- The Washington Times - Tuesday, December 9, 2014

President Obama said Tuesday that a long-awaited Senate report on CIA torture of terrorism suspects details “a troubling program” that harmed America’s reputation, reasons that he ended the practices soon after taking office.

In a statement before Sen. Dianne Feinstein of California released the report, Mr. Obama said the probe “reinforces my long-held view that these harsh methods were not only inconsistent with our values as nation, they did not serve our broader counterterrorism efforts or our national security interests.”

“Moreover, these techniques did significant damage to America’s standing in the world and made it harder to pursue our interests with allies and partners,” Mr. Obama said. “That is why I will continue to use my authority as president to make sure we never resort to those methods again.”

The president also suggested he won’t support calls from some liberals to prosecute anyone connected to the program started under the Bush administration after the 9/11 terrorist attacks.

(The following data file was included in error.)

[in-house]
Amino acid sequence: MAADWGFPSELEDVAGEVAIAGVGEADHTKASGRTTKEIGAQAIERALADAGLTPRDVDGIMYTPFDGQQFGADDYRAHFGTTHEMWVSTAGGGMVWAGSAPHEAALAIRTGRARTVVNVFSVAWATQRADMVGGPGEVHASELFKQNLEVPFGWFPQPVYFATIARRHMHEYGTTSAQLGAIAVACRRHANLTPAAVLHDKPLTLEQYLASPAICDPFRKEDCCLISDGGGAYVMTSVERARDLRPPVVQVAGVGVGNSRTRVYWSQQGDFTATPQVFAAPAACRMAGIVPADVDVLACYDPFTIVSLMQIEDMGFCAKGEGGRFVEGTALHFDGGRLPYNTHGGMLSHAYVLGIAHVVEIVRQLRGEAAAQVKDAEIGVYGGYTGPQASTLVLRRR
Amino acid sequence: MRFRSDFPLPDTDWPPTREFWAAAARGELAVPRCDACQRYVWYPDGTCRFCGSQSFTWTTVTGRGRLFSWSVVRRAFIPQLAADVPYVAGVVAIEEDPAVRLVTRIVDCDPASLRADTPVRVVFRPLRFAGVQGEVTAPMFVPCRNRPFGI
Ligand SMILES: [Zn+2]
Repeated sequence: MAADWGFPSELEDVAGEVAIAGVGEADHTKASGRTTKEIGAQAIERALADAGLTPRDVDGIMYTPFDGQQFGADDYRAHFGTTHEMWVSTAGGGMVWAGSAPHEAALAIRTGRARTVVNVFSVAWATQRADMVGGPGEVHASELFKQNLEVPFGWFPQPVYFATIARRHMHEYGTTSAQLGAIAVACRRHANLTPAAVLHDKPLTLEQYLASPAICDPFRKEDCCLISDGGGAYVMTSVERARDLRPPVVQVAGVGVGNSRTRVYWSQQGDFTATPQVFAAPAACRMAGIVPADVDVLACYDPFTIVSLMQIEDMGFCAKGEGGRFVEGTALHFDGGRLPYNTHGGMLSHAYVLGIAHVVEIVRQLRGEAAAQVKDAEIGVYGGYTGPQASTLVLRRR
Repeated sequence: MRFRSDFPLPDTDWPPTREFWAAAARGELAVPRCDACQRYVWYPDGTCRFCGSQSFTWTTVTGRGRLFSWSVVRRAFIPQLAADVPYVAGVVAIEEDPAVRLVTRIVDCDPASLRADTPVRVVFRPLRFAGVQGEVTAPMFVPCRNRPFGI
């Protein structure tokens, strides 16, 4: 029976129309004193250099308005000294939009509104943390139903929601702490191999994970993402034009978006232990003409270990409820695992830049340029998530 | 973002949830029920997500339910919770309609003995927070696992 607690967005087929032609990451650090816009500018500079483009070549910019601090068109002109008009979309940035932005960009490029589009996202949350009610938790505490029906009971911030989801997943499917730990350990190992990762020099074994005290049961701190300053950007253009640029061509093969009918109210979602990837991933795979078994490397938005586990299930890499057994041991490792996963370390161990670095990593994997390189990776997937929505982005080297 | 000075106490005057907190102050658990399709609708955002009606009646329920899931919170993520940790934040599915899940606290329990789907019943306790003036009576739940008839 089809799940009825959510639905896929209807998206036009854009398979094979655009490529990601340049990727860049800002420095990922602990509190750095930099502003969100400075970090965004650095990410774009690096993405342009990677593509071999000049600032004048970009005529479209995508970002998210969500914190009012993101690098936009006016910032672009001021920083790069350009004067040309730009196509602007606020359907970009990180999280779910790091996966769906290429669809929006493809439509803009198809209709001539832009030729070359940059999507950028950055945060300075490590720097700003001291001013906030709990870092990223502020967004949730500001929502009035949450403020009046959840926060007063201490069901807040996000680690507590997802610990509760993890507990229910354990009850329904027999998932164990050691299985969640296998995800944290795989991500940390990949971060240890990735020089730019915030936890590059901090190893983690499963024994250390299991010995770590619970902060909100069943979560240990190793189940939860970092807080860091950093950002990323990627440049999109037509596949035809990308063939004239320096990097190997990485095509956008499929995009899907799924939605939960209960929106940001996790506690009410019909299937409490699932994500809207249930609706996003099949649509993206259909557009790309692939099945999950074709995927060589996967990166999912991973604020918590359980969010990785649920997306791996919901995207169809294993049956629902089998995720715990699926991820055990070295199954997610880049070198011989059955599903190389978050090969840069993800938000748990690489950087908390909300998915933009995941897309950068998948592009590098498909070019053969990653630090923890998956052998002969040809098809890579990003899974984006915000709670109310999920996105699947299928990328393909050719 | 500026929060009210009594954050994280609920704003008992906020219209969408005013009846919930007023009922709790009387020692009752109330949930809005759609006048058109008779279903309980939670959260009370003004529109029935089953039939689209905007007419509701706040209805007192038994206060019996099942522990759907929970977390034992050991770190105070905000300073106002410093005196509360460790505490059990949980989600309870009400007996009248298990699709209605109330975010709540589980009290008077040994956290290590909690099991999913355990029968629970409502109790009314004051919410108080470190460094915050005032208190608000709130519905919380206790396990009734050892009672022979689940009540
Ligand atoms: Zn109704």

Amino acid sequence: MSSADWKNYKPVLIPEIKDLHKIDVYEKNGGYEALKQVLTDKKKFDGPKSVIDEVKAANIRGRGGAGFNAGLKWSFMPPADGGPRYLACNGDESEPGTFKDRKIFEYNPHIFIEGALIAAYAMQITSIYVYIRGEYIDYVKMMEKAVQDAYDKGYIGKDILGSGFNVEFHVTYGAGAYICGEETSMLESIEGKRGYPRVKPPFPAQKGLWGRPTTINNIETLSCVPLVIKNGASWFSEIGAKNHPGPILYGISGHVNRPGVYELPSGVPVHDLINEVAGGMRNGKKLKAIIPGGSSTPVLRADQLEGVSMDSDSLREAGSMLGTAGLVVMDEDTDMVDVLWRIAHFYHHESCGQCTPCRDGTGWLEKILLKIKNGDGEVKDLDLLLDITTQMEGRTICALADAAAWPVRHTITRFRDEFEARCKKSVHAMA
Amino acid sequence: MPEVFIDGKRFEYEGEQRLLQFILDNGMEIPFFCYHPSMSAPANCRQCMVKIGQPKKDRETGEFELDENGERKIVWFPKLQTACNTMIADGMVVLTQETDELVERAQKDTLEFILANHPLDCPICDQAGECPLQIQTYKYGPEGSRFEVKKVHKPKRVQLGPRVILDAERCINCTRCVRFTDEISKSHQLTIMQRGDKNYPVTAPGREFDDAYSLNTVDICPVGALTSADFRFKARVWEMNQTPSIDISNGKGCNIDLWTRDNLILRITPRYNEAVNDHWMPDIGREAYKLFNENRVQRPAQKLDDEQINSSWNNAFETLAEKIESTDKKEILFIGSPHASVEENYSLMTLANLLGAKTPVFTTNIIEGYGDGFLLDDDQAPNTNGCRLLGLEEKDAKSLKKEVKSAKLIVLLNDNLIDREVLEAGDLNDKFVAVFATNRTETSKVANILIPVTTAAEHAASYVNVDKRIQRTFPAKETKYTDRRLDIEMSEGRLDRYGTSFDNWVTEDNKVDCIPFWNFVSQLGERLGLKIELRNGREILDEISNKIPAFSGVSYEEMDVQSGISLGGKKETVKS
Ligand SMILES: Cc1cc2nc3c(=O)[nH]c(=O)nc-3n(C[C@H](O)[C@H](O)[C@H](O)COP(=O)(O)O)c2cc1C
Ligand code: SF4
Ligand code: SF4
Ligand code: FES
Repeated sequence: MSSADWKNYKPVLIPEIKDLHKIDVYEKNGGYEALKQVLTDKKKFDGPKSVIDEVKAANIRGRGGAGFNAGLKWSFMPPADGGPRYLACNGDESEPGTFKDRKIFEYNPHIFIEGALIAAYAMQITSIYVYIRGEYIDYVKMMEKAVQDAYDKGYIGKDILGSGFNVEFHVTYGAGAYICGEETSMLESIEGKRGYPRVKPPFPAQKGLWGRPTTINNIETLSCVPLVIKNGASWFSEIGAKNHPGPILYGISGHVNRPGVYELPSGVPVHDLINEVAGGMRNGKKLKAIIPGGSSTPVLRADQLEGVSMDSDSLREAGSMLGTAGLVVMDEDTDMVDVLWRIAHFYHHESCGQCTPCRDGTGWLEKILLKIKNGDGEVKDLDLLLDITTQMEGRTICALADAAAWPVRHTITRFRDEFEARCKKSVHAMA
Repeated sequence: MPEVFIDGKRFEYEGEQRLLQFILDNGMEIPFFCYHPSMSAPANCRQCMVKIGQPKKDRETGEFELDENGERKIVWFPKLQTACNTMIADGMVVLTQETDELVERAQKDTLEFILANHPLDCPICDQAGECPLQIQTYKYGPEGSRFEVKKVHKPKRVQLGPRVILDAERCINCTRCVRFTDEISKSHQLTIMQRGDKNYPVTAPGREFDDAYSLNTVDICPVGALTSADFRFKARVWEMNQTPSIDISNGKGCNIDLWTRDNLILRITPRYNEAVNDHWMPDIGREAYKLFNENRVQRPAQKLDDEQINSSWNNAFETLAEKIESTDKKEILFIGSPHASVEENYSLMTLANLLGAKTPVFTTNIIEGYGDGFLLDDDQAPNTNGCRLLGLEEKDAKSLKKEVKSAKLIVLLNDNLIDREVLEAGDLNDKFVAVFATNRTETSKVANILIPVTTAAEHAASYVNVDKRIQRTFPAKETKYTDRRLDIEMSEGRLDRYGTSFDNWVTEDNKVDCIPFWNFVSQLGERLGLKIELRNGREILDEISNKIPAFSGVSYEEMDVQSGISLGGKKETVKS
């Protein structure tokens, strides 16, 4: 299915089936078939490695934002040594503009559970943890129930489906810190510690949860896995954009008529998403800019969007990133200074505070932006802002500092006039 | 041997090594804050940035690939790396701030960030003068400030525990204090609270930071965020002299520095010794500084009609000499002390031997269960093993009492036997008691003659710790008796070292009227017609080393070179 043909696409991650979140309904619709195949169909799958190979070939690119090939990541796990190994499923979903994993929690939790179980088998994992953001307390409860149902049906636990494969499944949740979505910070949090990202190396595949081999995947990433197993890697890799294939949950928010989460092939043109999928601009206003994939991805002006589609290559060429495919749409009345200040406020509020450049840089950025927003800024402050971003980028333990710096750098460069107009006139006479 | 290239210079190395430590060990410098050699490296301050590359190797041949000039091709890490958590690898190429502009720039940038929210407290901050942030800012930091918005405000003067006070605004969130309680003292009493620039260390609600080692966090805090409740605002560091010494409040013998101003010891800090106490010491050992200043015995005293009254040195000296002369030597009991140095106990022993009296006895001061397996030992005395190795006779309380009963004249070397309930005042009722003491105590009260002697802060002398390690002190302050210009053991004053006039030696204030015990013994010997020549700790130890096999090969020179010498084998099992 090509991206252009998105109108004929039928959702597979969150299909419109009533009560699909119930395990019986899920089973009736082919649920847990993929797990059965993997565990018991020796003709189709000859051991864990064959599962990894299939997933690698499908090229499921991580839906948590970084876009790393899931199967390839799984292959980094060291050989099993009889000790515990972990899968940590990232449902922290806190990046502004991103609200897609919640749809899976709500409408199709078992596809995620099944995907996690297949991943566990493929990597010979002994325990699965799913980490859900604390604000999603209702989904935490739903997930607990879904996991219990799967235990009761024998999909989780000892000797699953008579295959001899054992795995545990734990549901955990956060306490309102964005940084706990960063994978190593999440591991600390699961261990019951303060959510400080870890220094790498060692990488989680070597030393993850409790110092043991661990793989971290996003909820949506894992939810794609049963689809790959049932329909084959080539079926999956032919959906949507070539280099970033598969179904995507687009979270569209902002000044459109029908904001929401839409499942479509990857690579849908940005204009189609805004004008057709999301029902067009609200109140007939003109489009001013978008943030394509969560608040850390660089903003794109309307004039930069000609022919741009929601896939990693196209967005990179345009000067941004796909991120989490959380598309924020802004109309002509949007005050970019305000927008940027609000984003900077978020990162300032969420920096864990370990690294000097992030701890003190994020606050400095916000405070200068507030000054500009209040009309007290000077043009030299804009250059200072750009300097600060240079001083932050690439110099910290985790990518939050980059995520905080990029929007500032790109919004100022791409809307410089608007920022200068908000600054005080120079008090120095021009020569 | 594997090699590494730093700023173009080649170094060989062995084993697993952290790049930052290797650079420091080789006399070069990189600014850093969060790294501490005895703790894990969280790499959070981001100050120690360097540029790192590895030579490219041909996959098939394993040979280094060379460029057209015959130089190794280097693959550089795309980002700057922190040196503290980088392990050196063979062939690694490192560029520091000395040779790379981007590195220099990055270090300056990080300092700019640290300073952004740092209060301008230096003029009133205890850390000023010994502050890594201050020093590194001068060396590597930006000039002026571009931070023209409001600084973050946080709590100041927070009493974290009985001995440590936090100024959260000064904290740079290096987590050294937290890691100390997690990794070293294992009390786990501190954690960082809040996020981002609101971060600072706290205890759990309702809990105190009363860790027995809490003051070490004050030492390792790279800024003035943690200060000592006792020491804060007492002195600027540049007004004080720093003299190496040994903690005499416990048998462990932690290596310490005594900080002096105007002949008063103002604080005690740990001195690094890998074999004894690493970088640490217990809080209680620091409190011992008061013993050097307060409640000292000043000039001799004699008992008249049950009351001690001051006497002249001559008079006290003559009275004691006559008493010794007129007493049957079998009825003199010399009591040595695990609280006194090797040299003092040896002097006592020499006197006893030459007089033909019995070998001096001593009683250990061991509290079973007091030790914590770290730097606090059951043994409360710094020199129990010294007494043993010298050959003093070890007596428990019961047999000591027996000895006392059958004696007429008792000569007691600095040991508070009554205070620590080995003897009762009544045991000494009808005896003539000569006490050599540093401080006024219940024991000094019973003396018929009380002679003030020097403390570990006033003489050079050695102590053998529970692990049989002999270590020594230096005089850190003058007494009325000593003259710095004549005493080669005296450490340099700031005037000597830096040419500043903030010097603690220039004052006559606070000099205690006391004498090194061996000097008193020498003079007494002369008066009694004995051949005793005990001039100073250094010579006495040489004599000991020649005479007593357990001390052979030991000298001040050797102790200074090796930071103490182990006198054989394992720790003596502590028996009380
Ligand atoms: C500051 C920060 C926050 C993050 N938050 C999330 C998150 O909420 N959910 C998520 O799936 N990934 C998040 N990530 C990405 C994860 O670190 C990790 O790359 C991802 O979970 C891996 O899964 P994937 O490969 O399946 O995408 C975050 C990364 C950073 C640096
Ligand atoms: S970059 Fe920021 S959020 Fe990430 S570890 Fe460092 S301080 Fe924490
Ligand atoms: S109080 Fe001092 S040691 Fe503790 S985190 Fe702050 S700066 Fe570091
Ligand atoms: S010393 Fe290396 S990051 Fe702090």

“No nation is perfect,” Mr. Obama said. “Rather than another reason to refight old arguments, I hope that today’s report can help us leave these techniques where they belong — in the past.”

Mr. Obama said he pushed for the $40 million report to declassified because, “One of the strengths that makes America exceptional is our willingness to openly confront our past, face our imperfections, make changes and do better.”

SEE ALSO: CIA’s ‘harsh’ tactics against al Qaeda suspects didn’t work: Senate report

While not harshly criticizing Bush administration officials, Mr. Obama said the interrogation methods that were approved amounted to torture.

“The previous administration faced agonizing choices about how to pursue al Qaeda and prevent additional terrorist attacks against our country,” Mr. Obama said. “Our nation did many things right in those difficult years. At the same time, some of the actions that were taken were contrary to our values.”

He added, “That is why I unequivocally banned torture when I took office, because one of our most effective tools in fighting terrorism and keeping Americans safe is staying true to our ideals at home and abroad.”

• Dave Boyer can be reached at dboyer@washingtontimes.com.

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